Use large Grade A eggs for baking. Substituting another size will cause trouble. Size variations with eggs may not be apparent to the eye, but the difference in volume between six large eggs and six jumbo (or small) is enormous.
Eggs brought to room temperature will beat well because they incorporate the most air. On the other hand, chilled eggs separate most easily. (In recipes in which the eggs will be heated over hot water, as in Biskuittorten [sponge cakes], the temperature is immaterial, so use chilled eggs if you wish.) For room-temperature whites, separate the cold eggs, opening the eggs over a heatproof bowl so the whites can fall into it. Place the bowl in a larger bowl of hot tap water and let stand, stirring occasionally, until they lose their chill, about 2 minutes.
Fat inhibits the aeration of egg whites, so when beating whites, be sure that not a speck of fat comes in contact with the whites. The beaters and bowl must be absolutely clean, so wash them in soapy water and dry well. Never use a plastic or rubber bowl for beating whites, as they retain grease, even after washing. If I am using a bowl that has been washed already, I pour a splash of vinegar into the bowl and wipe it out with paper towels. This will cut through and remove any grease, and the tiny amount of residual vinegar will help beat the whites, replacing or complementing the acidic cream of tartar or lemon juice that you will find in some recipes.
To beat egg whites to their optimum height, they need to be gradually inflated. In most cases, a handheld electric mixer is best because it allows you to observe the process; it’s easy to overbeat with a standing mixer. Start beating at low speed and beat until the whites are foamy. (If the recipe uses cream of tartar, add it now.) Increase the speed to high and beat until the whites form soft peaks. (When the beaters are lifted, the peaks of whites will bend at the tips). If beating to the stiff stage, keep beating, gradually adding sugar if the recipe directs, just until the whites stand in pointed peaks when the beaters are lifted. Don’t overbeat the whites. If they are beaten past the stiff peak stage, they will look clumpy, and there’s no way to save them.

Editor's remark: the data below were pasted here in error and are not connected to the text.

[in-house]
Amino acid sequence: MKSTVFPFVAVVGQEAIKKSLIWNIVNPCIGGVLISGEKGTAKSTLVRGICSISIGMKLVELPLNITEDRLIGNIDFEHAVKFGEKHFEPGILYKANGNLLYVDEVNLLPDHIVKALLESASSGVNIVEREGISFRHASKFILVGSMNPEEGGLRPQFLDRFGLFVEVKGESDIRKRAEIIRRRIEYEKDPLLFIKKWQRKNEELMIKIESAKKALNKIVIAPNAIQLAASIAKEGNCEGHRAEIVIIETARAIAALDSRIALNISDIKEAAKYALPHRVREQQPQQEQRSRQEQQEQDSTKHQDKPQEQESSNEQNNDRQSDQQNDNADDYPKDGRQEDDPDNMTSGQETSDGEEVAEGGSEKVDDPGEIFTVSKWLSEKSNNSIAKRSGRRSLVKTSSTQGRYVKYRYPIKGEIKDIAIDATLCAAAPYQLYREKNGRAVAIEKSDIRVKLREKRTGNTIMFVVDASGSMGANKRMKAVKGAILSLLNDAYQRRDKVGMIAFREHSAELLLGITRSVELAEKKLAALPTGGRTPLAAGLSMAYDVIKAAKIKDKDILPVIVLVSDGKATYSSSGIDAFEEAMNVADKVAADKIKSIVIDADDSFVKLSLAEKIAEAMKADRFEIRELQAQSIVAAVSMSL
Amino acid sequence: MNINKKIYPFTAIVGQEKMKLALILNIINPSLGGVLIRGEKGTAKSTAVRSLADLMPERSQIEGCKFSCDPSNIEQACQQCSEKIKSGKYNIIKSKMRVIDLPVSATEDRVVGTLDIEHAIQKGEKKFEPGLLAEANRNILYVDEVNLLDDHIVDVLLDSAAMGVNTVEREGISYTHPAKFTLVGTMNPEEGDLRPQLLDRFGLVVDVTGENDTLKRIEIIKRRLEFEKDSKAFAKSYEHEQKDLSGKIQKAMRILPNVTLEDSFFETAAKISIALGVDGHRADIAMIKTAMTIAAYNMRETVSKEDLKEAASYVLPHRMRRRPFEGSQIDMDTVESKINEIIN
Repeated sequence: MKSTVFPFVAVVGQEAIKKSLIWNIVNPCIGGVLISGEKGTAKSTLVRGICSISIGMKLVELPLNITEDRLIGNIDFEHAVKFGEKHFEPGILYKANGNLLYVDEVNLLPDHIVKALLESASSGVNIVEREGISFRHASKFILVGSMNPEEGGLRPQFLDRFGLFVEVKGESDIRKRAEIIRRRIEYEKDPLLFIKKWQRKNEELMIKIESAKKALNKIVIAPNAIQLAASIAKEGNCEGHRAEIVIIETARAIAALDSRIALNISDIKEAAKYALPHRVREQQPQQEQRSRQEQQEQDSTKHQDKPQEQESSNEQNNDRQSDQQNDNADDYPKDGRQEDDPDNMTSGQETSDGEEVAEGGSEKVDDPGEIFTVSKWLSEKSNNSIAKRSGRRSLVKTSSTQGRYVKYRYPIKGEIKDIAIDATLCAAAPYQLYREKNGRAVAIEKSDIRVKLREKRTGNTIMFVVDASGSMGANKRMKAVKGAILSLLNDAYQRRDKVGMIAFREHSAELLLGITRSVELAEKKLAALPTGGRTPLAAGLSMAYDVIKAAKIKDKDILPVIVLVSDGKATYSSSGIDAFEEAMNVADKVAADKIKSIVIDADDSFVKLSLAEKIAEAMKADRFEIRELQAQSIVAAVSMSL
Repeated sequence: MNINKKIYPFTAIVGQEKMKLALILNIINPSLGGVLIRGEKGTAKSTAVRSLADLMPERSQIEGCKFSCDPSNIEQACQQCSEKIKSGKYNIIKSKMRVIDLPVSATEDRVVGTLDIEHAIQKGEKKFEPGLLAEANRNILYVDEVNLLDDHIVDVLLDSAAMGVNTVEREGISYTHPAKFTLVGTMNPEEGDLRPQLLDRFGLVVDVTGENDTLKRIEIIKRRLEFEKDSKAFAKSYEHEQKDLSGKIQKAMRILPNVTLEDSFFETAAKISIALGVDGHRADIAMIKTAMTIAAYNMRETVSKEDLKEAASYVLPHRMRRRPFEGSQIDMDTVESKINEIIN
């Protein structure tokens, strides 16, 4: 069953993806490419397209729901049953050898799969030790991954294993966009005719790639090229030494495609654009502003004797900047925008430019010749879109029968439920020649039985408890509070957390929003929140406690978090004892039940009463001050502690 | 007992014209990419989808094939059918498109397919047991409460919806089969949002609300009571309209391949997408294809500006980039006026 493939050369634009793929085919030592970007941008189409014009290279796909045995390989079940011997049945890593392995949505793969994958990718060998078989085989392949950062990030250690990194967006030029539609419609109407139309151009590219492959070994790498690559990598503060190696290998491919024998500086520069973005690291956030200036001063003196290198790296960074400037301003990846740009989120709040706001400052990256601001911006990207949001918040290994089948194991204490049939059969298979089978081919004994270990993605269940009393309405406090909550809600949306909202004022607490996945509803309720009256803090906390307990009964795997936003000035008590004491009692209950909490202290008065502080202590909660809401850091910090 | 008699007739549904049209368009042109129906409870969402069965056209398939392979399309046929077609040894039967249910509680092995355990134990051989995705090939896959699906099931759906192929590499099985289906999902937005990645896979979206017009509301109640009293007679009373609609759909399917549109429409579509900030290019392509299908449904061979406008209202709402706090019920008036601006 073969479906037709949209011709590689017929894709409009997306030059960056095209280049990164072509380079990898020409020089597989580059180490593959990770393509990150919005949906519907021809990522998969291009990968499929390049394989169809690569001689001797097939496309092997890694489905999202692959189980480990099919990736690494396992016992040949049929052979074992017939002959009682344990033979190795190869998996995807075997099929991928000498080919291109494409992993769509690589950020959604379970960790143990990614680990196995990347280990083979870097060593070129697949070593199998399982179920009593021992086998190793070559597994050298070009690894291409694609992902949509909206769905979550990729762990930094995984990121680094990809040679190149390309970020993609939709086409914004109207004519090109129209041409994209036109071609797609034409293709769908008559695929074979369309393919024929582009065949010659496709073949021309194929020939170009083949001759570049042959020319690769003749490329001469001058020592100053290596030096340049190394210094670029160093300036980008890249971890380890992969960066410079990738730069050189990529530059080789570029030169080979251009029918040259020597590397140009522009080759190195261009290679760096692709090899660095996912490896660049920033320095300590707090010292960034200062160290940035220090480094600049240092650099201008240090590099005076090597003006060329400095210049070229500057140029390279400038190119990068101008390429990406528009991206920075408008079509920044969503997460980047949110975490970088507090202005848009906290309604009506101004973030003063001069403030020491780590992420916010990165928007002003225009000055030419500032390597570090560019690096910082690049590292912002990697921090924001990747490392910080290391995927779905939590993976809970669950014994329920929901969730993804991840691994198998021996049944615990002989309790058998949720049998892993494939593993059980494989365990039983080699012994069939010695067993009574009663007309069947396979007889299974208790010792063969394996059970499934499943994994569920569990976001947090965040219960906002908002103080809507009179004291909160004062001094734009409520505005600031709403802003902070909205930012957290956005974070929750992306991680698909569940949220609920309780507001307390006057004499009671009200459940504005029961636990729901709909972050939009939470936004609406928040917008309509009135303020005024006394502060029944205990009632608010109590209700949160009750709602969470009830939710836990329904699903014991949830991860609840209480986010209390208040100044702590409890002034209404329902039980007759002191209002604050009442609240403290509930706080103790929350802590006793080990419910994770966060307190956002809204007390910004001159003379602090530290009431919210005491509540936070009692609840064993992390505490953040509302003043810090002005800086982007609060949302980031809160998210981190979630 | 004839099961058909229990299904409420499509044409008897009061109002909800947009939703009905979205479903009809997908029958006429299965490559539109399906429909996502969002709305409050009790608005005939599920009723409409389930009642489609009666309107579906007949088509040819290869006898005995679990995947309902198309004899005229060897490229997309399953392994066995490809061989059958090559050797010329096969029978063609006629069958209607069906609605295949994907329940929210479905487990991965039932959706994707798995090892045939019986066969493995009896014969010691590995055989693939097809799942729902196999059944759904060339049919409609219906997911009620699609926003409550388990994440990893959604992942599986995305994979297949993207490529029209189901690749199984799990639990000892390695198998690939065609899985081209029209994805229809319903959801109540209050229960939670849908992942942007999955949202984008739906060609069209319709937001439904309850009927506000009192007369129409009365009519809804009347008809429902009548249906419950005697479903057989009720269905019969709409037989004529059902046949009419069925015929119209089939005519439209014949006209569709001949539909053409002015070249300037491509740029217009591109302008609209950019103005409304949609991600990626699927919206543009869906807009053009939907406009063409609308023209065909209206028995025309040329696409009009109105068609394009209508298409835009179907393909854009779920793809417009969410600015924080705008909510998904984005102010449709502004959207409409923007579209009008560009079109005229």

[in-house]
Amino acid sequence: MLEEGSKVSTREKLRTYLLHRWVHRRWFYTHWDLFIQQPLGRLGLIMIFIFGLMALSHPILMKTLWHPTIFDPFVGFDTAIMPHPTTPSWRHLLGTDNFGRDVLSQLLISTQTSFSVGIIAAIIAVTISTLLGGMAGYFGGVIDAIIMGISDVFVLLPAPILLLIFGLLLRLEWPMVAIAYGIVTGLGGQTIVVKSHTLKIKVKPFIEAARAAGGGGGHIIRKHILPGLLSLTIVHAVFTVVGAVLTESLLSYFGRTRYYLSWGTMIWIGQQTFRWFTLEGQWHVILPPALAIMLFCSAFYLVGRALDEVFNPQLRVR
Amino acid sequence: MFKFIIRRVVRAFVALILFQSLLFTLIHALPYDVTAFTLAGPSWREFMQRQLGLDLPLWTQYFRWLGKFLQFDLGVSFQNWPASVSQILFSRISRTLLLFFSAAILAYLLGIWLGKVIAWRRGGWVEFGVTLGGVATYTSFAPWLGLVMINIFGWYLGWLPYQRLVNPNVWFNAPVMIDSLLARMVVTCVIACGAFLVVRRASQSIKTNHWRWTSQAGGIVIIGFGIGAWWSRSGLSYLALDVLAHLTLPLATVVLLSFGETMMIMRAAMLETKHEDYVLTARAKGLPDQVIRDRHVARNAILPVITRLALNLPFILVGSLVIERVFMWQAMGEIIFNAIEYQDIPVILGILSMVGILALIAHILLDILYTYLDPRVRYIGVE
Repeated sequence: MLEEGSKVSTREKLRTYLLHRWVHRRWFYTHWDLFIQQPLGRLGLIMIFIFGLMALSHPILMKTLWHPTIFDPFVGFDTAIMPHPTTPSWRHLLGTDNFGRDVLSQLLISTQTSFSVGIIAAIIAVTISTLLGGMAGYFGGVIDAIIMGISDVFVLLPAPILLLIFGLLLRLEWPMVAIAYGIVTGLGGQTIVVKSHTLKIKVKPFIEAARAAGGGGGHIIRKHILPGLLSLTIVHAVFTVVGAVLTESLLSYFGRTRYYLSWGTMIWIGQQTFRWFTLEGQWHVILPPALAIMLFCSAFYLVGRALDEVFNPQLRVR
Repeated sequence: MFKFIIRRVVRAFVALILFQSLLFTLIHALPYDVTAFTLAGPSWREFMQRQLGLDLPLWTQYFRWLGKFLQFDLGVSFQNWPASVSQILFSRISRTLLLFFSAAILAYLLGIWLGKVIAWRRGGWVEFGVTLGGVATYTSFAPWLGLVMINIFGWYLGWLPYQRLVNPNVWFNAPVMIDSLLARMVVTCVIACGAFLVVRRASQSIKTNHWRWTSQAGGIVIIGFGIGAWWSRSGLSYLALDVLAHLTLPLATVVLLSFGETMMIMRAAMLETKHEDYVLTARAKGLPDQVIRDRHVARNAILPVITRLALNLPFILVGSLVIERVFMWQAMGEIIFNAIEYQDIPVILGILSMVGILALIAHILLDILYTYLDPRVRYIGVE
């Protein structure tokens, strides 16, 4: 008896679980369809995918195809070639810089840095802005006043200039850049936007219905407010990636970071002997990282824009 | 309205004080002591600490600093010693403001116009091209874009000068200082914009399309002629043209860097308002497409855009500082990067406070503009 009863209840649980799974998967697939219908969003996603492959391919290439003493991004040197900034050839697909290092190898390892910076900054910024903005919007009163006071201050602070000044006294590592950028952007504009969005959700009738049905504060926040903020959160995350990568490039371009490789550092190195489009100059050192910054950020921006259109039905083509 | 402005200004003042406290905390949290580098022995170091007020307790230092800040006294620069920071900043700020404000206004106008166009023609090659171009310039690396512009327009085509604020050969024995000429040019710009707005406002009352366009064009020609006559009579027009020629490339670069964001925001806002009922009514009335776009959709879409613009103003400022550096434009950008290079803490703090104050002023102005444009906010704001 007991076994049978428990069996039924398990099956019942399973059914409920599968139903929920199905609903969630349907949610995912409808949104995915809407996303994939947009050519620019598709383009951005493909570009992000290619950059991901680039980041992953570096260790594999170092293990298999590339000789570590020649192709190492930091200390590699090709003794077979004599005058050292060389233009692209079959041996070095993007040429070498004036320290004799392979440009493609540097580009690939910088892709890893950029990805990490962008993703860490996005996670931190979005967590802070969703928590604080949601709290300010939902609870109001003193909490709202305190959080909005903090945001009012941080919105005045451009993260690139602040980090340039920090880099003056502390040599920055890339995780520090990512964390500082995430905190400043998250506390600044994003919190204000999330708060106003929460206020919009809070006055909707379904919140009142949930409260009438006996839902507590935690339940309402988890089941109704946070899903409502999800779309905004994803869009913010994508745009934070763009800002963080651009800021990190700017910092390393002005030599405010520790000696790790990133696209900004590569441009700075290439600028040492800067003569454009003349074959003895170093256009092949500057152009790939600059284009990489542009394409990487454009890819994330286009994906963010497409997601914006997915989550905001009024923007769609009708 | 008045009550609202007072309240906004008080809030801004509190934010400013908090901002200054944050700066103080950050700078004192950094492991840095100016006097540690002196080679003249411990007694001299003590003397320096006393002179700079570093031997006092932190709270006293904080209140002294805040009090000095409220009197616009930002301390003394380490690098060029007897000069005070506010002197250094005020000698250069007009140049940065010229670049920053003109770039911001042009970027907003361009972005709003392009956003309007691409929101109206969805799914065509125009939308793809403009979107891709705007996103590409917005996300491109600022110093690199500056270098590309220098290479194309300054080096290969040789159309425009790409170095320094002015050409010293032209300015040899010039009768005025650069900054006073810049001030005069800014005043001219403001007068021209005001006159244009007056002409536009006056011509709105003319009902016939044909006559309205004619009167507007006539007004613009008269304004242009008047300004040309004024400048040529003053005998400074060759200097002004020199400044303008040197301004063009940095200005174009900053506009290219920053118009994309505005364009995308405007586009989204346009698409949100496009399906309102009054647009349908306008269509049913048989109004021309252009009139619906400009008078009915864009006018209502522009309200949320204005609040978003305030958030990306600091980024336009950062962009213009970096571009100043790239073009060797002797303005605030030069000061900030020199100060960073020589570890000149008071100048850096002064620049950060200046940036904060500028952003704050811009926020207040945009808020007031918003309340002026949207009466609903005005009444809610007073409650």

Egg whites can be frozen for up to 3 months, so save them in an airtight container to use for meringues and desserts. (Egg yolks do not freeze well.) One large egg white equals 2 tablespoons. Allow the egg whites to defrost overnight in the refrigerator, but bring them to room temperature before beating.
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